Universal Advanced Systems and Creation is displaying the ‘LifeSeat One’ blast protecting seats at DSEi 2011. The new seats are isolate the passenger from extreme body shock and skeletal injury potential resulting from IED and mine blasts. According to the developer, the latest iteration of the seat shown at DSEi, installed in the two-axle Zephyr MRV have performed exceptionally well in trials. The unit is now entering volume production and has been downselected for a number of major UK and European programs. The Life Seat One is already fitted to Universal’s Ranger 002 and 003 armor protected vehicles.

The new LifeSeat One from Universal Advanced Systems employs advanced, dynamic energy absorbing technologies (part of which is visible in the back seats' twin coil and shock absorbing mechanism providing a stroke length of up to 90 mm. The seat is designed to reduce blast loads of over 100g down to 20g. Photo: Tamir Eshel, Defense-Update

The seat bucket has hydraulically damped and upwardly limited vertical free movement on its mounting frame. The frame – not the seat bucket itself – is mounted to the side of the vehicle and there is no fastening or rigid fixture between the floor of the vehicle and the underside of the seat. In the event of a blast therefore, the seat will rise in a controlled ascent, mitigating any severe shock being transmitted to the spine through the seat structure.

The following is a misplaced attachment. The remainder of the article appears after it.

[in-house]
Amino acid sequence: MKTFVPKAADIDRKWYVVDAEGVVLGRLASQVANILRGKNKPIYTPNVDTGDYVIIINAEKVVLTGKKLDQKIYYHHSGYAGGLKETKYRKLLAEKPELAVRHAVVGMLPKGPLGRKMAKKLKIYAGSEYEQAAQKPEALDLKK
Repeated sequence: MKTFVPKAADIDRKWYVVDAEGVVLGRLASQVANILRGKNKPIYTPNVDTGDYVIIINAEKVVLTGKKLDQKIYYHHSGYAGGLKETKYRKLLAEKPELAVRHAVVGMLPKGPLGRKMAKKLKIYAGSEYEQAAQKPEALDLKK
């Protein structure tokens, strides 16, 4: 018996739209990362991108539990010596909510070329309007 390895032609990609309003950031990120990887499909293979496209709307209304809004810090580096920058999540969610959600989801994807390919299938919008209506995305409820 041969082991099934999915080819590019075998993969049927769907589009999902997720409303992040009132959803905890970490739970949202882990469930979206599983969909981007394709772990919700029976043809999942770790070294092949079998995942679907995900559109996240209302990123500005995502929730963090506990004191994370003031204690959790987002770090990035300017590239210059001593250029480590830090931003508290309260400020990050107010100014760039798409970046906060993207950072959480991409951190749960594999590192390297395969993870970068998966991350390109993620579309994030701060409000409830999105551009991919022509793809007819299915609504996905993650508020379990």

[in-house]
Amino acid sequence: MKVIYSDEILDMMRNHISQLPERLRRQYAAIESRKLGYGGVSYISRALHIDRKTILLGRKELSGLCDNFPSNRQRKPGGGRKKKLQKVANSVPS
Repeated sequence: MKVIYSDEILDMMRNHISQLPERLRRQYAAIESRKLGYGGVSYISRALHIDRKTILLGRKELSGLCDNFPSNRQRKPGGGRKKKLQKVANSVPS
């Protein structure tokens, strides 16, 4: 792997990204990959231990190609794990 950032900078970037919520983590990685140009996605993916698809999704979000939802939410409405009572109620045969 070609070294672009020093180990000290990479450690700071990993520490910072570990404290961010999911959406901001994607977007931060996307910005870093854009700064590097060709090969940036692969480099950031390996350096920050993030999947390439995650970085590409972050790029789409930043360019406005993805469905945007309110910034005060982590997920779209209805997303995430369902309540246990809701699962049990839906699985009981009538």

At the heart of the design are two captive vertical tubes to which the seat bucket is attached by linear bearings. Two high performance telescopic hydraulic dampers with concentric coil springs and a progressive elastomer buffer are installed between the mounting frame and the lower section of the seat bucket. The seat bucket itself is fabricated in two parts, to allow a soldier in full battle dress to sit firmly with a 4-point Securon harness for restraint.

Tests with a fully instrumented dummy and a 95 percentile weighted mannequin have demonstrated that body travel is strictly controlled and progressive – significantly reducing skeletal shock and potential organ damage.

In 2010, both the blast-mitigating seat package and the two-axle Zephyr variant were utilized for a range of specialist scientific and fully instrumented blast tests. The work was part of two major multi-stakeholder collaborative programs for the UK MoD – Blast Event Vehicle Integrity System (BEVIS) and Military Accident Data Recorder (MADR). The programs were led by leading motorsport technology group, Cosworth, with the involvement of a number of specialist scientific and research organizations, as well as Creation.

The tests, verified to undisclosed international standards, have proved not only the blast mitigating capability of the Zephyr vehicle and the special seat design – the occupant survived injury free – but have led to the successful development of a groundbreaking and advanced engineering data, vehicle integrity and incident analysis program, which will significantly impact on future design and survivability of protected vehicle platforms.

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